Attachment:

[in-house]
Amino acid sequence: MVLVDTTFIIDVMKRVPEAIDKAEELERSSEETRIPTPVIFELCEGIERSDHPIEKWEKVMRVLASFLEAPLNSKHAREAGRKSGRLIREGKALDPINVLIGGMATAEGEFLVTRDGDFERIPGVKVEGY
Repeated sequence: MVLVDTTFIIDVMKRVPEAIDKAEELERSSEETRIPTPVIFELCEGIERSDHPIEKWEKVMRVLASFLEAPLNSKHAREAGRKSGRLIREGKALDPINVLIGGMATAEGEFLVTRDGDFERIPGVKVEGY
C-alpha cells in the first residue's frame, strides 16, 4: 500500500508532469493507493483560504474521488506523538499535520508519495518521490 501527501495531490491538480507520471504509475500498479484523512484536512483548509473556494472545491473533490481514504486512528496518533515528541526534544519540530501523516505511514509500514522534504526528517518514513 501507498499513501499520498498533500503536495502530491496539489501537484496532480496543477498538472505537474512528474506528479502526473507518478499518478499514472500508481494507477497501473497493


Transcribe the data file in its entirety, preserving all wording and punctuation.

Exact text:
[in-house]
Amino acid sequence: MVLVDTTFIIDVMKRVPEAIDKAEELERSSEETRIPTPVIFELCEGIERSDHPIEKWEKVMRVLASFLEAPLNSKHAREAGRKSGRLIREGKALDPINVLIGGMATAEGEFLVTRDGDFERIPGVKVEGY
Repeated sequence: MVLVDTTFIIDVMKRVPEAIDKAEELERSSEETRIPTPVIFELCEGIERSDHPIEKWEKVMRVLASFLEAPLNSKHAREAGRKSGRLIREGKALDPINVLIGGMATAEGEFLVTRDGDFERIPGVKVEGY
C-alpha cells in the first residue's frame, strides 16, 4: 500500500508532469493507493483560504474521488506523538499535520508519495518521490 501527501495531490491538480507520471504509475500498479484523512484536512483548509473556494472545491473533490481514504486512528496518533515528541526534544519540530501523516505511514509500514522534504526528517518514513 501507498499513501499520498498533500503536495502530491496539489501537484496532480496543477498538472505537474512528474506528479502526473507518478499518478499514472500508481494507477497501473497493